The Magic Mouse laser tracking engine provides a smooth, consistent experience across more surfaces than a traditional optical tracking system. Magic Mouse uses Bluetooth wireless capabilities to create a clean, cable-free desk top and its secure wireless connection works from up to 10 meters away. To extend battery performance, Magic Mouse includes an advanced power management system that works with Mac OS X to automatically switch to low power modes during periods of inactivity. The wireless Magic Mouse is powered by two AA batteries which are included. Earlier this month, AppleInsider revealed that Apple was planning a makeover of its wireless mouse with multi-touch technology. It, along with a new wireless keyboard, were revealed in a subsequent filing with the U.S. Federal Communications Commission. The hardware previously carried the Mighty Mouse moniker, but that trademark was handed to the company Man & Machine earlier this month. Years ago, the small accessory maker sued both Apple and CBS for use of the name Mighty Mouse, which the peripheral company has used for its own dishwasher-safe computer mouse.[ View this article at AppleInsider.com ]
I just got my new Magic Mouse and don't get the multitouch to work. Only a "real" click and moving the mouse is working right now. I don't know what I do wrong, I use 10.6.2, but to be totally sure, I even tried to install the Magic Mouse software update. Doesn't work. No mouse multitouch settings in the preferences.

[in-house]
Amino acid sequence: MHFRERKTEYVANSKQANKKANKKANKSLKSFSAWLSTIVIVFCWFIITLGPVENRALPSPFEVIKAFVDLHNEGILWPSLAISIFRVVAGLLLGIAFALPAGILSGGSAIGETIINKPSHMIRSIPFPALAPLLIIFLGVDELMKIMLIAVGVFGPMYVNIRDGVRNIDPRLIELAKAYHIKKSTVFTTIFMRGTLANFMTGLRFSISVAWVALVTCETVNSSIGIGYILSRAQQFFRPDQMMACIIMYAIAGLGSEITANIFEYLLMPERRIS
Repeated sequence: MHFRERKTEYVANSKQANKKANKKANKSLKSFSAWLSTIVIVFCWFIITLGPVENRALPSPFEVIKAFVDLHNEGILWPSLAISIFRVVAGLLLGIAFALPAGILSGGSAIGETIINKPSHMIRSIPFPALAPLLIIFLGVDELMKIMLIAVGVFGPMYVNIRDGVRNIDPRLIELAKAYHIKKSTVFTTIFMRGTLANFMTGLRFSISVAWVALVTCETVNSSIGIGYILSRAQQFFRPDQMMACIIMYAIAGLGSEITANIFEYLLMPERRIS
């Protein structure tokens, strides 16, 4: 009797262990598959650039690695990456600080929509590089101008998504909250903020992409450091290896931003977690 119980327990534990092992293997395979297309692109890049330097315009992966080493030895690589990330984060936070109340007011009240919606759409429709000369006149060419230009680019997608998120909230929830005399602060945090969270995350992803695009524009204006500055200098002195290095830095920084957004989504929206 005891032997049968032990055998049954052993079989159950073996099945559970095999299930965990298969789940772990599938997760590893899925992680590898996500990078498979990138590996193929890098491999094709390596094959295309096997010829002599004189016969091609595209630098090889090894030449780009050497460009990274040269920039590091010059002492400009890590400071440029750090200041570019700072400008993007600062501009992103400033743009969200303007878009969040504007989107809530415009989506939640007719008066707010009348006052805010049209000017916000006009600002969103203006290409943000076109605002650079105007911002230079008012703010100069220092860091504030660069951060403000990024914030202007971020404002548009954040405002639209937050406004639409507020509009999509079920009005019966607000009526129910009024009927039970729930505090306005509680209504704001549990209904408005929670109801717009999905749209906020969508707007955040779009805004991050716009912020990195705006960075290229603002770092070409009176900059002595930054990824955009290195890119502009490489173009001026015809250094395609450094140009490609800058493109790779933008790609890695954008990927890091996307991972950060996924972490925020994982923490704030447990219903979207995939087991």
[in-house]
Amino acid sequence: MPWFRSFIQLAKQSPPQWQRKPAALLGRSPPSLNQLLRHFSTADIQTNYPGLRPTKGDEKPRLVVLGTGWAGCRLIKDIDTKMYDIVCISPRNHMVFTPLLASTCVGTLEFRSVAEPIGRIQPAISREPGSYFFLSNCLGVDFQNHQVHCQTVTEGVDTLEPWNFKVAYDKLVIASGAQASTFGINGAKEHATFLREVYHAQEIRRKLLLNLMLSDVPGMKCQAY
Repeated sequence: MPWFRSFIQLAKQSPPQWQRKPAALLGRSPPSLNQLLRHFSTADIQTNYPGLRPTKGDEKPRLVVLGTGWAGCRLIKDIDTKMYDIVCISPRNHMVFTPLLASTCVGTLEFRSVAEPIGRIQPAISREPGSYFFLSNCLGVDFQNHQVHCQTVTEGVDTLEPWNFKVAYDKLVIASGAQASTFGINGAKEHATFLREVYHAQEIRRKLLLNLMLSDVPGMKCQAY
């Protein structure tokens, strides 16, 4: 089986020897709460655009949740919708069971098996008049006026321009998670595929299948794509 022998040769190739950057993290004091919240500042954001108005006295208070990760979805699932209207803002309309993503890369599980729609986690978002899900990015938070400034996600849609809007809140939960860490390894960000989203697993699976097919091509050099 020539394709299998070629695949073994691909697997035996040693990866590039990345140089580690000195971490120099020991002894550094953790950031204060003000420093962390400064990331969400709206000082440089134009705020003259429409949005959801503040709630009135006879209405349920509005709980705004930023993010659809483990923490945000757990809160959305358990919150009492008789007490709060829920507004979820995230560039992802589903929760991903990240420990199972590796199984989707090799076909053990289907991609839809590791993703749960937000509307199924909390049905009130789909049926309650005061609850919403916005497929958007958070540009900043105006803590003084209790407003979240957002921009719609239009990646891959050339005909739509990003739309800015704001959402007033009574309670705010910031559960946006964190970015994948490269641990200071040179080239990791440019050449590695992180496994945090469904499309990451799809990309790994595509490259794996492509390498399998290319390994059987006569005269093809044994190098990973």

I was thinking of purchasing an Apple Wireless Keyboard, and an Apple Magic Mouse. I'm absolutely sure it'll be a wise investment, and an awesome Christmas gift. My current Mighty Mouse is quite horrible, I don't even have the ability to scroll up. Of course I don't bother to waste my time cleaning it. Oh well, they don't have a scroll bar for nothing.
The only problem is that I'm not sure if my Mac has the proper capabilities to enable usage for the wireless perpherials I'm planning to buy. This is somewhat how my Mac looks, though I'm running on Mac OS X Snow Leopard 10.6.3 (I purchased the disk). I believe my computer has Bluetooth, there's an Icon for it in System Preferences. In my System Profiler, it also has a Bluetooth tab (here's the information is shows, I just cropped out some info. at the top, and my name).
How do I know if my Mac is set for these two items?Looking forward to your responses.
My new Magic Mouse appears as a wireless Mighty Mouse on my iMac 10.6.2. When I open the mouse Preferences Panel, I get the options for the Mighty Mouse, not the Magic Mouse. It worked fine on my hackintosh with 10.5.8 but not with 10.6.2, so it seems the culprit might be in 10.6.2? It seems that USB Overdrive is the culprit for some, but I don't have it.
I just received a used magic mouse that I bought, and it paired alright in terms of whether the machine (macbook late '07, running 10.5.8) recognizes it and I click just fine (both primary-button and secondary-button), but I can't seem to get it to scroll, in any direction. Am I missing something or was this just somebody offloading their faulty mouse on me?